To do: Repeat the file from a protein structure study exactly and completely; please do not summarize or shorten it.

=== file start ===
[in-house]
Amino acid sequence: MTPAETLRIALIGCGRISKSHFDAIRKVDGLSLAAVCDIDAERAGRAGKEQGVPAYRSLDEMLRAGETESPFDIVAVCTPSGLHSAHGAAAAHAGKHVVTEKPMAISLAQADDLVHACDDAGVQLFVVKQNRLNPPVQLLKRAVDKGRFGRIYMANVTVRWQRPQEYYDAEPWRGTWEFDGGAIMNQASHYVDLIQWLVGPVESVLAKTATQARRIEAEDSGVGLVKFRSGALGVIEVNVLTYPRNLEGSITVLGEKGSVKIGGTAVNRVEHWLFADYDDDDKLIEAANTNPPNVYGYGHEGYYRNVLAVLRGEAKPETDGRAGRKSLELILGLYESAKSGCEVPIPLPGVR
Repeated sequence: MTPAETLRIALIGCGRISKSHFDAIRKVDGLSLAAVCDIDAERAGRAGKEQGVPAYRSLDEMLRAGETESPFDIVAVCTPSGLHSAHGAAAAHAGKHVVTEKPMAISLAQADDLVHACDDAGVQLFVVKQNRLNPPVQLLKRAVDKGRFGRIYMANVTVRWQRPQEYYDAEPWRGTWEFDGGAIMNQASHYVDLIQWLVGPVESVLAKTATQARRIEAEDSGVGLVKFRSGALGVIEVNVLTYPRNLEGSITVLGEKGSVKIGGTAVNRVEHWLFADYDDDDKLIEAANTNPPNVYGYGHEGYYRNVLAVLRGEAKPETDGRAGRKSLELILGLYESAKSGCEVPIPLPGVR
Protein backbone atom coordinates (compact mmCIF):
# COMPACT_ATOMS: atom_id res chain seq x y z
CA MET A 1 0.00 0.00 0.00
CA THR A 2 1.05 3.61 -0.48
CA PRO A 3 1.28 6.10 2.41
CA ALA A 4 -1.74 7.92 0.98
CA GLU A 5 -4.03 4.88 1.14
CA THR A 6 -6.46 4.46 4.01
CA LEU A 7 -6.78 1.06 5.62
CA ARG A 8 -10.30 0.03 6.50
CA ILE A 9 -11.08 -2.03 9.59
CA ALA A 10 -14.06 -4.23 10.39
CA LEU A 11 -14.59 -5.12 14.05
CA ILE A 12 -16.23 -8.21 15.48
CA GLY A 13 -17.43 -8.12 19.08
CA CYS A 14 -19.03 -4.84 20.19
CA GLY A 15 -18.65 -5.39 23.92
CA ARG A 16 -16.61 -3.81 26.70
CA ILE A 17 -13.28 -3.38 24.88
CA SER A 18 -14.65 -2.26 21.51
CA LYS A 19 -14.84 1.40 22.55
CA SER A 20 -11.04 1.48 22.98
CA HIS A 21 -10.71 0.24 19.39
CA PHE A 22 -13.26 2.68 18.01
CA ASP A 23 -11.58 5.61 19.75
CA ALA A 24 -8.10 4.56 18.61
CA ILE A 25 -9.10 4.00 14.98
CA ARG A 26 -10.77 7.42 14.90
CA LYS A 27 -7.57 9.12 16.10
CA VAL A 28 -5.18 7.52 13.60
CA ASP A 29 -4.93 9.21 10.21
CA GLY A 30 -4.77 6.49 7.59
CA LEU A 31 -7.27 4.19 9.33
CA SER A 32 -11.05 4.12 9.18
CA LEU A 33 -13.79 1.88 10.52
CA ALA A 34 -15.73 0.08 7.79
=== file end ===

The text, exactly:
[in-house]
Amino acid sequence: MTPAETLRIALIGCGRISKSHFDAIRKVDGLSLAAVCDIDAERAGRAGKEQGVPAYRSLDEMLRAGETESPFDIVAVCTPSGLHSAHGAAAAHAGKHVVTEKPMAISLAQADDLVHACDDAGVQLFVVKQNRLNPPVQLLKRAVDKGRFGRIYMANVTVRWQRPQEYYDAEPWRGTWEFDGGAIMNQASHYVDLIQWLVGPVESVLAKTATQARRIEAEDSGVGLVKFRSGALGVIEVNVLTYPRNLEGSITVLGEKGSVKIGGTAVNRVEHWLFADYDDDDKLIEAANTNPPNVYGYGHEGYYRNVLAVLRGEAKPETDGRAGRKSLELILGLYESAKSGCEVPIPLPGVR
Repeated sequence: MTPAETLRIALIGCGRISKSHFDAIRKVDGLSLAAVCDIDAERAGRAGKEQGVPAYRSLDEMLRAGETESPFDIVAVCTPSGLHSAHGAAAAHAGKHVVTEKPMAISLAQADDLVHACDDAGVQLFVVKQNRLNPPVQLLKRAVDKGRFGRIYMANVTVRWQRPQEYYDAEPWRGTWEFDGGAIMNQASHYVDLIQWLVGPVESVLAKTATQARRIEAEDSGVGLVKFRSGALGVIEVNVLTYPRNLEGSITVLGEKGSVKIGGTAVNRVEHWLFADYDDDDKLIEAANTNPPNVYGYGHEGYYRNVLAVLRGEAKPETDGRAGRKSLELILGLYESAKSGCEVPIPLPGVR
Protein backbone atom coordinates (compact mmCIF):
# COMPACT_ATOMS: atom_id res chain seq x y z
CA MET A 1 0.00 0.00 0.00
CA THR A 2 1.05 3.61 -0.48
CA PRO A 3 1.28 6.10 2.41
CA ALA A 4 -1.74 7.92 0.98
CA GLU A 5 -4.03 4.88 1.14
CA THR A 6 -6.46 4.46 4.01
CA LEU A 7 -6.78 1.06 5.62
CA ARG A 8 -10.30 0.03 6.50
CA ILE A 9 -11.08 -2.03 9.59
CA ALA A 10 -14.06 -4.23 10.39
CA LEU A 11 -14.59 -5.12 14.05
CA ILE A 12 -16.23 -8.21 15.48
CA GLY A 13 -17.43 -8.12 19.08
CA CYS A 14 -19.03 -4.84 20.19
CA GLY A 15 -18.65 -5.39 23.92
CA ARG A 16 -16.61 -3.81 26.70
CA ILE A 17 -13.28 -3.38 24.88
CA SER A 18 -14.65 -2.26 21.51
CA LYS A 19 -14.84 1.40 22.55
CA SER A 20 -11.04 1.48 22.98
CA HIS A 21 -10.71 0.24 19.39
CA PHE A 22 -13.26 2.68 18.01
CA ASP A 23 -11.58 5.61 19.75
CA ALA A 24 -8.10 4.56 18.61
CA ILE A 25 -9.10 4.00 14.98
CA ARG A 26 -10.77 7.42 14.90
CA LYS A 27 -7.57 9.12 16.10
CA VAL A 28 -5.18 7.52 13.60
CA ASP A 29 -4.93 9.21 10.21
CA GLY A 30 -4.77 6.49 7.59
CA LEU A 31 -7.27 4.19 9.33
CA SER A 32 -11.05 4.12 9.18
CA LEU A 33 -13.79 1.88 10.52
CA ALA A 34 -15.73 0.08 7.79